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Endorsements by well-known sports personalities and selective nutrition claims on food packaging influence parents to buy unhealthy food for their children, according to Cancer Council Victoriaâ€™s new study.
The Obesity Policy Coalition (OPC) is warning that proposed changes to food regulations could allow popular sports drinks with nearly as much sugar as soft drink to carry health claims, which could mislead the public into thinking they were healthier choices than water.
Claims such as 'Good source of calcium and protein' and sports star endorsements on food packaging do influence children's choices.
A landmark study involving more than 100 nutrition and policy experts from 53 organisations across the country has identified critical action areas for Australian governments to tackle the rise of obesity through unhealthy diets - now one of the leading causes of preventable death and disability in Australia.
Food companies who make misleading health claims on children's products have been put on notice today by the Australian Competition and Consumer Commission (ACCC).
Research released today by the Obesity Policy Coalition (OPC) reveals Australian grocery buyers are overwhelmingly (87%) in favour of clearer nutrition labels on packaged food in the form of traffic light ratings.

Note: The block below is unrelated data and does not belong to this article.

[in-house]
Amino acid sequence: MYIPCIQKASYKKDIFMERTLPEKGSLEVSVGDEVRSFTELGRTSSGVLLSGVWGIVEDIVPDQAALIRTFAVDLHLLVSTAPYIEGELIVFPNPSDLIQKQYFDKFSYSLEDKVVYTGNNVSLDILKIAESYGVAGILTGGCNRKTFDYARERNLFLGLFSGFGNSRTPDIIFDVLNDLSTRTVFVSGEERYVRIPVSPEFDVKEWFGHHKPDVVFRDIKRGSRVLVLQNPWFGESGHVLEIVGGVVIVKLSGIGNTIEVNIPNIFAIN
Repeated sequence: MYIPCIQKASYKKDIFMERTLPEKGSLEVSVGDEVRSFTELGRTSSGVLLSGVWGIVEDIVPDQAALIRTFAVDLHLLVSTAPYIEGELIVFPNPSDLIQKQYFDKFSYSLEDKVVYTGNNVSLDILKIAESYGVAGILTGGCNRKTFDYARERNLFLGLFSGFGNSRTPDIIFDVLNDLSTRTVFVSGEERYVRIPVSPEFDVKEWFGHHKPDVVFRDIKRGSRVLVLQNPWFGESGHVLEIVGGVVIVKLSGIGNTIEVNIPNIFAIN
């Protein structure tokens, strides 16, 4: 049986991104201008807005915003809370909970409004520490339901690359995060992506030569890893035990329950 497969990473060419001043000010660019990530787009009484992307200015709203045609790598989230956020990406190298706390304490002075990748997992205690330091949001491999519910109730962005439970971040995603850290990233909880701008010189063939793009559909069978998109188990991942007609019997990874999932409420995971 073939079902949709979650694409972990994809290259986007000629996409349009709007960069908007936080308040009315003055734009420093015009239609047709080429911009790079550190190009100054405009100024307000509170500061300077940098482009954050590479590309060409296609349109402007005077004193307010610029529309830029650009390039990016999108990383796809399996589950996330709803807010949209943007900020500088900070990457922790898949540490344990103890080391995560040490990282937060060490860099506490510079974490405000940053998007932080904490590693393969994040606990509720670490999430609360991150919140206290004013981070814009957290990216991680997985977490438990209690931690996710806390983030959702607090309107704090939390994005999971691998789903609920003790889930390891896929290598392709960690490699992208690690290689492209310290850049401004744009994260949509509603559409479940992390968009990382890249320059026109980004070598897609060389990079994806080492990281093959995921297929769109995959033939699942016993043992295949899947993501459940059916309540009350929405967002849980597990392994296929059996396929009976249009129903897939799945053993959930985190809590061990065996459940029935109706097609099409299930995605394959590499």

Australian cereal manufacturers are potentially misleading consumers by promoting healthy sounding statements on their packaging despite sugar making up more than 35% of the ingredients of some popular brands, a recent survey has revealed.
The Obesity Policy Coalition has welcomed the Federal Court's judgment that Heinz Shredz was being falsely marketed as a healthy snack for toddlers.
Australiaâ€™s leading public health, medical and consumer groups urge governments to put consumers first and green light traffic light labelling.
Health groups have today condemned McDonald's for seeking to promote its unhealthy products to children in schools, kindergartens and early childhood centres.
The OPC has released one of the most comprehensive investigations into Australia's self-regulatory system for food marketing ever undertaken, Exposing the Charade.
Parents deserve to know what's really in the products they're feeding their kids. Sugar is sugar, no matter where it's from and what marketing it's hiding behind. Don't be tricked.
A leading coalition of health groups, the Obesity Policy Coalition, has applauded the food labelling review's recommendations for traffic light labelling on front of food packages and fast food menus as a victory for consumers and the health of Australians.